Around the Delta, the $1,200 stimulus checks ($2,400 for families, plus $500 for each child 16 or younger) from the federal government helped people stay afloat early in the lockdown. It took weeks longer for those without bank accounts to get their checks via the mail. The stimulus was also a boon for payday lenders, check cashers, and others who reaped fees to cash them—usually 3% to 5%, but in some cases as high as 10%. From mid-April to mid‑May, Southern waived fees to customers and noncustomers alike for cashing 4,620 stimulus checks with a total value of more than $7.5 million. Williams says he wishes the stimulus legislation had barred tacking on fees. “Those are things that should have been thought of on the front end,” he says. “It just shows you how often the communities we serve are forgotten.”
The coronavirus is a crisis within a crisis in the Delta. In death and infection rates, the region stands out in the brightest hues on a virus-tracking map of the U.S. from Johns Hopkins University. The Delta is also ranked near the bottom for its expected ability to recover financially and socially after the virus recedes, according to the COVID-19 Community Vulnerability Index from the Surgo Foundation, a nonprofit in Washington. The index looks at preexisting poverty, household income, health, density, and transportation capabilities. A score of 10 is the worst. Many of the counties around Southern Bancorp’s primary areas in Arkansas and Mississippi are 9s and 10s. The bank uses the scores to help guide its lending and makes a point of approaching those in the hardest-hit areas, Williams says.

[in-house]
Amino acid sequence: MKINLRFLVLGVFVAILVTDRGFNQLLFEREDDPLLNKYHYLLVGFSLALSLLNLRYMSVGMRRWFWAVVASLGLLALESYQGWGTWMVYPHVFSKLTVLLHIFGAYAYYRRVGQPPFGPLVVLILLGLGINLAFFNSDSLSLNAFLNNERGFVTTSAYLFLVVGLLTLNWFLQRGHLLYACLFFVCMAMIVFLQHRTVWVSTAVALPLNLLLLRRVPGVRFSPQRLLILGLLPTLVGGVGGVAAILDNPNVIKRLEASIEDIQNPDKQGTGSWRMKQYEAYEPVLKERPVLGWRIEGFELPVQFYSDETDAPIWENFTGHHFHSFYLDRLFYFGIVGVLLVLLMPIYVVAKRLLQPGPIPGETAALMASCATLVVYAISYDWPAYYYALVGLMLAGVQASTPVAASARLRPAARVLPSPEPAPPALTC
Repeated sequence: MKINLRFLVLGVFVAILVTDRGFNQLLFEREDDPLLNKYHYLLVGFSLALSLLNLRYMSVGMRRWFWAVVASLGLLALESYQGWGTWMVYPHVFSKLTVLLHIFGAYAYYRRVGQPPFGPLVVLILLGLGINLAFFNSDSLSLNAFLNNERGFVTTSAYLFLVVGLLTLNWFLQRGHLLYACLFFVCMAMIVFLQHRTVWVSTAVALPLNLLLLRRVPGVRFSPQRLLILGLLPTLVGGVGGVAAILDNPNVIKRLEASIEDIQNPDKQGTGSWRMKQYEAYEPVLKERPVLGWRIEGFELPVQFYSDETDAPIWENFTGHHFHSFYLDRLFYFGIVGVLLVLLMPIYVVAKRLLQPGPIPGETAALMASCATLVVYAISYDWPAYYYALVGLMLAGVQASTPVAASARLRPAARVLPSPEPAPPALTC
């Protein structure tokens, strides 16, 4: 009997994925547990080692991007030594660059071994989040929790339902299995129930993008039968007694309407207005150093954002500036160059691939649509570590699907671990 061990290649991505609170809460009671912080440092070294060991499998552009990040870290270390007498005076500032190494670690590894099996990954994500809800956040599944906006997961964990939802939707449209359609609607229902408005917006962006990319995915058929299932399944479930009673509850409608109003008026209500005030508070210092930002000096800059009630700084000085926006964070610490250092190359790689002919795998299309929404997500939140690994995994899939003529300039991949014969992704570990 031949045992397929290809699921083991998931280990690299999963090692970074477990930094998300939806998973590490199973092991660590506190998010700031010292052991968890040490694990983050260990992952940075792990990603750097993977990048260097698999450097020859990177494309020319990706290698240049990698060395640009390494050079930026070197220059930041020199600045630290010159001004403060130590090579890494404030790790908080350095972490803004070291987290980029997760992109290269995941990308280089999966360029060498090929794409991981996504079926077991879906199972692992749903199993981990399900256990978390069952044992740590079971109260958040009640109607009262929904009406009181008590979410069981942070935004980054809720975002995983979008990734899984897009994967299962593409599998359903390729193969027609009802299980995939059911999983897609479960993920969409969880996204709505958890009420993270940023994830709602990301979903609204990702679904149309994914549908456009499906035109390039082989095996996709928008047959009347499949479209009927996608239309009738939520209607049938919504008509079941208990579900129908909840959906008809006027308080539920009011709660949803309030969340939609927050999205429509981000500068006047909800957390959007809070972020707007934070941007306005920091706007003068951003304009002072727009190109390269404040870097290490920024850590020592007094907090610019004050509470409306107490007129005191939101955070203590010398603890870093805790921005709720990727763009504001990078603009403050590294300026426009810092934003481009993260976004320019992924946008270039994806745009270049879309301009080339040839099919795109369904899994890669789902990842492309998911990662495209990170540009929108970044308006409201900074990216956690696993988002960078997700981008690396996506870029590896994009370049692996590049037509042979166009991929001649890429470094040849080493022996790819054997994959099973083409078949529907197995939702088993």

One loan went to A Healthy You Medical Clinic in Clarksdale, a down-at-the-heels town of 15,000 best known for revitalization efforts centered on a blues club owned by actor Morgan Freeman. Gregory Hoskins, the retired police chief in Clarksdale, opened the clinic in 2017 with his wife, Lula, a licensed nurse practitioner. He runs an auto detailing shop from the same building. As fears of the virus grew in March, patients stopped coming to the clinic. Hoskins called Southern and got a PPP loan to keep wages flowing to the three employees. The loan came through just as he, his wife, and their daughter, who’s the office manager, had their own bout with the virus, forcing them to temporarily shut the clinic; all have recovered. “Had it not been for the PPP, man, I honestly think all the money we had invested in this business—it would have been a problem,” Hoskins says.